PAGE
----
Ibrahim fails to tell his American readers that in October 2012, the SNP annual conference in Perth voted by 426-332 to support Scottish membership of Nato after independence. Also, the SNP is in support of re-joining the EU and therefore of its Common Security and Defence Policy. We might also note that the SNP’s defence spokesperson, Stewart McDonald, is something of a Nato hawk and an outspoken critic of Russian pressure on the Baltic States and Ukraine. Ibrahim conveniently ignores these facts.


Ibrahim claims that as a result of Scottish independence “the UK’s role and position in the global institutional order would be questioned”. In particular he says “the UK’s permanent seat in the United Nations Security Council could be fiercely and credibly challenged by hostile incumbent members like Russia or emergent powers like India”.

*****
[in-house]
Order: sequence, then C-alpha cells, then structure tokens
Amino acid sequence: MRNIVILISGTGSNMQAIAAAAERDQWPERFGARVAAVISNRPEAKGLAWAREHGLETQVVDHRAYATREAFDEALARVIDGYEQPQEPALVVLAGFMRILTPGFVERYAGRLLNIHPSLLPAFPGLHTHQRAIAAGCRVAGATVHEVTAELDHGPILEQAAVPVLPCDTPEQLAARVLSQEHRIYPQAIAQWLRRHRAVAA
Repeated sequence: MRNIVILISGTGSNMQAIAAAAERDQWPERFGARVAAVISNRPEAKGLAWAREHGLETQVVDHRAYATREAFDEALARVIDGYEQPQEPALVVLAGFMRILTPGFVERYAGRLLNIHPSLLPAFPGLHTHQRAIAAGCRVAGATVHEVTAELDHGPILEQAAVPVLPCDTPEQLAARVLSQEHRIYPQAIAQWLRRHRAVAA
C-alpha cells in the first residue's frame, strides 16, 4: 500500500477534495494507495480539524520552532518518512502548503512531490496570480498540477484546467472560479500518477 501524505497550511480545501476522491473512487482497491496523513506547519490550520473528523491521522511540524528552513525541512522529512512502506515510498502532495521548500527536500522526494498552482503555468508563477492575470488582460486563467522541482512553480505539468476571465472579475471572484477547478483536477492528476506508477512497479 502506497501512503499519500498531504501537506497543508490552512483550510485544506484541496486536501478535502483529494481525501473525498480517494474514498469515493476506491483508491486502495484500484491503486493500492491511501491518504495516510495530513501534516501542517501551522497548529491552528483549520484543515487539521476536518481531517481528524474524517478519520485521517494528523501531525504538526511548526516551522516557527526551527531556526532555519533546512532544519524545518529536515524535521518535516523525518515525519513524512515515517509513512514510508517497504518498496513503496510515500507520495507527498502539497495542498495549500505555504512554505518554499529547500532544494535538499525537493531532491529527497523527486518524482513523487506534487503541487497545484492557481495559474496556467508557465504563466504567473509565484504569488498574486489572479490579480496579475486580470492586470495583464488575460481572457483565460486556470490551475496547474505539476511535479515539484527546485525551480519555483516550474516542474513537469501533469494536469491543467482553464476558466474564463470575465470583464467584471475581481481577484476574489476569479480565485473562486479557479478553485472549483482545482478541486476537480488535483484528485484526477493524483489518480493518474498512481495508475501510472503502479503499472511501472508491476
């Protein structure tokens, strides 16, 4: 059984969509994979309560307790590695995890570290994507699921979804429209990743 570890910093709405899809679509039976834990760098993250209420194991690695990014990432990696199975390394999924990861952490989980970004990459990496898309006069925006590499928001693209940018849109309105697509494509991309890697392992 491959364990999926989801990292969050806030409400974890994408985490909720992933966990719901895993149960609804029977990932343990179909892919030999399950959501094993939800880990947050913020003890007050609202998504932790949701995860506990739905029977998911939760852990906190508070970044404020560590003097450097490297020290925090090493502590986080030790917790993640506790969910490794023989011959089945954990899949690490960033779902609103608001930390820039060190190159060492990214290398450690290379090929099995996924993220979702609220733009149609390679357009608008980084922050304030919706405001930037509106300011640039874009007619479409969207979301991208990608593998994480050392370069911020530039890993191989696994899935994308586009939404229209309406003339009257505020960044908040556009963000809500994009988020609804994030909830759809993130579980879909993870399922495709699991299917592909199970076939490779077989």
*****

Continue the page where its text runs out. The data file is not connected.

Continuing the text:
But the UK’s seat on the Security Council is already under threat regardless of Scotland. For instance, there have been suggestions that a recent ruling by the International Court of Justice – to the effect that Britain illegally occupied the Chagos Islands and forcibly removed their population – could lead to the UN general assembly stripping Britain of its Security Council place. Again, after Brexit there have been suggestions that the EU as a bloc may seek Britain’s Security Council position.

The point is that the UK needs to justify why it should have a permanent seat on the Security Council when other significant powers such as India do not. In this context, Ibrahim seems to be arguing that Scotland has to remain part of the UK as a means to ensuring India’s 1.3 billion people are kept from a seat on the council. American strategic interests may actual lie with supporting Indian conclusion. But Ibrahim is blind to these nuances.